Dark stores, Ghost Boxes and Dead Malls by Brian Ulrich

Issue 11

Much of the 20th Century has been characterized by the growth from an industrial society to an economic one. During the mid 20th century manufacturers became aware of a paradoxical problem, if one produces sustainable goods then consumers would have no need to buy new products. This revelation set in motion some of the largest dilemmas of the 20th century and one that the 21st is faced with in dire consequences.

Dark Stores, Ghost Boxes and Dead Malls is an extension of my long-term work documenting American consumer culture since the turn of the century. ‘Dark stores’, ‘ghostboxes’ and ‘dead malls’ are retail industry terms for emptied, vacant and dying retail stores, big-boxes and malls. With the recent financial decline, the latent economic model of the 20th century is revealing much of its effects on communities, the environment and the American landscape. By photographing the hulking remnants of a consumer world now since abandoned and stripped of its signification of brands, promised illusions and advertisements; the futility of a retail based economy lays bare in the empty malls and retail stores that represent reminders of consumption without foresight.

Through intensive online research I have been documenting this transformation of business to empty shell, with attention to weather conditions, and dramatic lighting that is often painted over extremely long exposures. The remaining ‘Labelscars’ of signs on the buildings point to a quickly dimming reference therefore my trips must be precisely timed before these remnants of logo are painted over and erased of any trace of brand identity.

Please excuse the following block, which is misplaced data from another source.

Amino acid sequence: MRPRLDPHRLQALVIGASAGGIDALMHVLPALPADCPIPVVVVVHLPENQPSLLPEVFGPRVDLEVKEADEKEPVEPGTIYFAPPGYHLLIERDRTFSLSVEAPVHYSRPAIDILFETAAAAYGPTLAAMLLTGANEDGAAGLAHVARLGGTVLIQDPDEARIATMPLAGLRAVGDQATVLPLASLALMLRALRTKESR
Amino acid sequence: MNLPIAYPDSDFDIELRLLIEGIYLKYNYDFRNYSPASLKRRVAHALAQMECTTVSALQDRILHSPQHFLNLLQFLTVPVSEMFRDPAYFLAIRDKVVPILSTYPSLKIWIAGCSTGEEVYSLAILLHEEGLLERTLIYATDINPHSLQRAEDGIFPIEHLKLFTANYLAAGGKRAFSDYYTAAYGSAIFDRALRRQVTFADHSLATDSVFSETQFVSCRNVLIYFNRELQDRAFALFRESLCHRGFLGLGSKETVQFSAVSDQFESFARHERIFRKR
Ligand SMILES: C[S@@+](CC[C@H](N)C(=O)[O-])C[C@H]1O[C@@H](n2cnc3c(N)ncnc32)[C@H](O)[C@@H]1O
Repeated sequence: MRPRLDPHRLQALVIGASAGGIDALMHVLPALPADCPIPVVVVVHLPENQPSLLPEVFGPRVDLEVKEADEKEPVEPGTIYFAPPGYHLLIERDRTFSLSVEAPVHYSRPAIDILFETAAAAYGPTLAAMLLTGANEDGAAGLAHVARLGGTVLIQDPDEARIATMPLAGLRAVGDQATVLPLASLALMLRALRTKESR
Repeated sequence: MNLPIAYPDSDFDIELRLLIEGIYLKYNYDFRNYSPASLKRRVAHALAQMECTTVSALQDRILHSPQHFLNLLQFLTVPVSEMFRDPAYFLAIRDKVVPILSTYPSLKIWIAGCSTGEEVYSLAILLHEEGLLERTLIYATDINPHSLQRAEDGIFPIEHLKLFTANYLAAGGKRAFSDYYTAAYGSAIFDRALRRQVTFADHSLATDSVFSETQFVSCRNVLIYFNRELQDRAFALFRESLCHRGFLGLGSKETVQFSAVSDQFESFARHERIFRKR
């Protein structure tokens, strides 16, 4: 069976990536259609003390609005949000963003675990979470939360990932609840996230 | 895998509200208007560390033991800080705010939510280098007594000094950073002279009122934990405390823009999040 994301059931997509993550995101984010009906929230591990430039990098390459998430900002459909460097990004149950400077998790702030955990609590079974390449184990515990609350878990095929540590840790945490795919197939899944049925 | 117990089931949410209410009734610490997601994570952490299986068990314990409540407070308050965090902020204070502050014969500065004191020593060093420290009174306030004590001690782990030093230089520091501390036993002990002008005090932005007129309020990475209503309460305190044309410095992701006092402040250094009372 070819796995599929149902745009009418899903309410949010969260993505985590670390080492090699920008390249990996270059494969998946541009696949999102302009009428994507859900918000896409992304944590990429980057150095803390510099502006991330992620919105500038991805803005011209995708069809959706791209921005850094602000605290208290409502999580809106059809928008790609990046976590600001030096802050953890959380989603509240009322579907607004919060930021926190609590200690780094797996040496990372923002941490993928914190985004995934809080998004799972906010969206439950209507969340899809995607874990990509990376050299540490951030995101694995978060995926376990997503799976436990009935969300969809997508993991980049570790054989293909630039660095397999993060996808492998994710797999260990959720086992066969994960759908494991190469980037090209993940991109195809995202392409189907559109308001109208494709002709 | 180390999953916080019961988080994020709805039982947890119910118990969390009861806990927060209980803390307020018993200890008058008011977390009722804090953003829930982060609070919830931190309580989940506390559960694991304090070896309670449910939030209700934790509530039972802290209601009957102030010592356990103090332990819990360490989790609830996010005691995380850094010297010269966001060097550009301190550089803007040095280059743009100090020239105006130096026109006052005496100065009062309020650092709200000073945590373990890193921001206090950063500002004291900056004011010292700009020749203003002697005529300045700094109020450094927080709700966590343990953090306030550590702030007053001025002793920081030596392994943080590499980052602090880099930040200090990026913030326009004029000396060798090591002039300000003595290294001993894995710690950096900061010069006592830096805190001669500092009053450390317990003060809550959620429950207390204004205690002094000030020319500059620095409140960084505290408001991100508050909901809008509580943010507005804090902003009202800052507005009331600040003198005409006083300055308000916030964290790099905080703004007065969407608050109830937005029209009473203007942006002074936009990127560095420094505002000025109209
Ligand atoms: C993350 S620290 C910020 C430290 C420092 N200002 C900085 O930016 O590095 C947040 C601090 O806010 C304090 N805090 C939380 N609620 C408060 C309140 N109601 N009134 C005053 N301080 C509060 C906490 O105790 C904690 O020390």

At its roots photography allows us to scrutinize and it is this analytical nature of my work that has garnered much of its reception through a desire to gain an understanding of our contemporary moment. My subject is one that speaks to a wide audience. I utilize the tradition of photography as propaganda to inform and influence the dialogue of our culture. Much of the work of Dark Stores, Ghost Boxes and Dead Malls, is crafted with this intent, as an aesthetic response to a familiar situation done grandly and with a photographic language that is both literal and conceptual.

Dark Stores, Ghost Boxes and Dead Malls, begun in May 2008 and still ongoing, is part of my larger project Copia, which, since 2001, explores not only the everyday activities of shopping, but the economic, cultural, social, and political implications of commercialism and the roles we play in self-destruction, over-consumption, and as targets of marketing and advertising. My intention is to realize Copia as one publication comprised of the chapters of Retail (2001-2006), Thrift (2005-2008) and Dark Stores (2008-2010). In 2009 I received a John Simon Guggenheim Fellowship to finalize the remainder of the photographing. In 2010 I will embark on the task of editing almost ten years of photographs into a cohesive whole.

Brian Ulrich is a Chicago, IL based artist.
To view more of Brian's work, please visit his website.

  Auntie Anne's, 2009 

Auntie Anne's, 2009 

  Boater's World, 2009 

Boater's World, 2009 

  J. Crew, 2009 

J. Crew, 2009 

  JC Penney, 2009 

JC Penney, 2009 

  Kentucky Fried Chicken, 2009 

Kentucky Fried Chicken, 2009 

  Machesney Park Mall, 2009 

Machesney Park Mall, 2009 

  Marquette Mall, 2009 

Marquette Mall, 2009 

  Marshall Fields, 2009 

Marshall Fields, 2009 

  Northfield Mall, 2009 

Northfield Mall, 2009 

  Nutrition, 2009 

Nutrition, 2009 

  Pep Boys #3, 2009 

Pep Boys #3, 2009 

  Saks Fifth Avenue, 2009 

Saks Fifth Avenue, 2009 

  Thomas Kinkade, 2010 

Thomas Kinkade, 2010 

  Westland Mall #2, 2009 

Westland Mall #2, 2009 

  Winn Dixie, 2009 

Winn Dixie, 2009 

  Winrock Shopping Center, 2010

Winrock Shopping Center, 2010

  Worcester Commons, 2009 

Worcester Commons, 2009